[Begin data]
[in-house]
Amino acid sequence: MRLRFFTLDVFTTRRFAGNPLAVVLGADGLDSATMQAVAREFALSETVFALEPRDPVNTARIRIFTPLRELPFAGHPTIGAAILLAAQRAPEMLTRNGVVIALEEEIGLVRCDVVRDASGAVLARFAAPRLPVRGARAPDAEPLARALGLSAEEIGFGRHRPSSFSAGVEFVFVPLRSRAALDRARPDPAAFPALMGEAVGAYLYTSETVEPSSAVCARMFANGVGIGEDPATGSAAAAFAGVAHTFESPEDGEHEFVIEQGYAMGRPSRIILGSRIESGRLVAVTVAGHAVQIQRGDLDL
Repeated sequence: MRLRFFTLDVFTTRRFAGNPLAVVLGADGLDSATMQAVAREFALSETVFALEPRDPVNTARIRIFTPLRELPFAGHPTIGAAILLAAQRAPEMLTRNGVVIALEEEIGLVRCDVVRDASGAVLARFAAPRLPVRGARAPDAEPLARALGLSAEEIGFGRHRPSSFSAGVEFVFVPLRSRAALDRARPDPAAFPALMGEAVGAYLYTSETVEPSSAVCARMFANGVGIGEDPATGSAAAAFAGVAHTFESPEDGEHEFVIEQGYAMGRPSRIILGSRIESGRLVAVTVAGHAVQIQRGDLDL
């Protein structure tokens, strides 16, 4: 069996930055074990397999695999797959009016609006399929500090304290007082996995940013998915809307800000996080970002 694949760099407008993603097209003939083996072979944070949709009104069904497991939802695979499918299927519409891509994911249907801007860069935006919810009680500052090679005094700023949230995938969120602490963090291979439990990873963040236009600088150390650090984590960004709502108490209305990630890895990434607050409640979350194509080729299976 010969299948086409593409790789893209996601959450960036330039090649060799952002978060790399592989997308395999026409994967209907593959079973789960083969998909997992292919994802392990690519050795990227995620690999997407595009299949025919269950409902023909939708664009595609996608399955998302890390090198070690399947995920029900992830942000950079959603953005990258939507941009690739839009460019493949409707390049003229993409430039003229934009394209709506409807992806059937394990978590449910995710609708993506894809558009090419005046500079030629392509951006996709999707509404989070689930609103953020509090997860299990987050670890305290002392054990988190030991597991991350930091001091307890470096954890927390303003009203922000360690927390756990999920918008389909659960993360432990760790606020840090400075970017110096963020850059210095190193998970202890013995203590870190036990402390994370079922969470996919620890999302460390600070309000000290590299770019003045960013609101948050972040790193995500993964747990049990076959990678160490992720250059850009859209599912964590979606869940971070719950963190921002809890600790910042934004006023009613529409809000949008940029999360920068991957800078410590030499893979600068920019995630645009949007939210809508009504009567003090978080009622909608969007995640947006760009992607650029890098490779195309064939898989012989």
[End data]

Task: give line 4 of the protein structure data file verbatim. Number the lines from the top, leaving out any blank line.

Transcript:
């Protein structure tokens, strides 16, 4: 069996930055074990397999695999797959009016609006399929500090304290007082996995940013998915809307800000996080970002 694949760099407008993603097209003939083996072979944070949709009104069904497991939802695979499918299927519409891509994911249907801007860069935006919810009680500052090679005094700023949230995938969120602490963090291979439990990873963040236009600088150390650090984590960004709502108490209305990630890895990434607050409640979350194509080729299976 010969299948086409593409790789893209996601959450960036330039090649060799952002978060790399592989997308395999026409994967209907593959079973789960083969998909997992292919994802392990690519050795990227995620690999997407595009299949025919269950409902023909939708664009595609996608399955998302890390090198070690399947995920029900992830942000950079959603953005990258939507941009690739839009460019493949409707390049003229993409430039003229934009394209709506409807992806059937394990978590449910995710609708993506894809558009090419005046500079030629392509951006996709999707509404989070689930609103953020509090997860299990987050670890305290002392054990988190030991597991991350930091001091307890470096954890927390303003009203922000360690927390756990999920918008389909659960993360432990760790606020840090400075970017110096963020850059210095190193998970202890013995203590870190036990402390994370079922969470996919620890999302460390600070309000000290590299770019003045960013609101948050972040790193995500993964747990049990076959990678160490992720250059850009859209599912964590979606869940971070719950963190921002809890600790910042934004006023009613529409809000949008940029999360920068991957800078410590030499893979600068920019995630645009949007939210809508009504009567003090978080009622909608969007995640947006760009992607650029890098490779195309064939898989012989």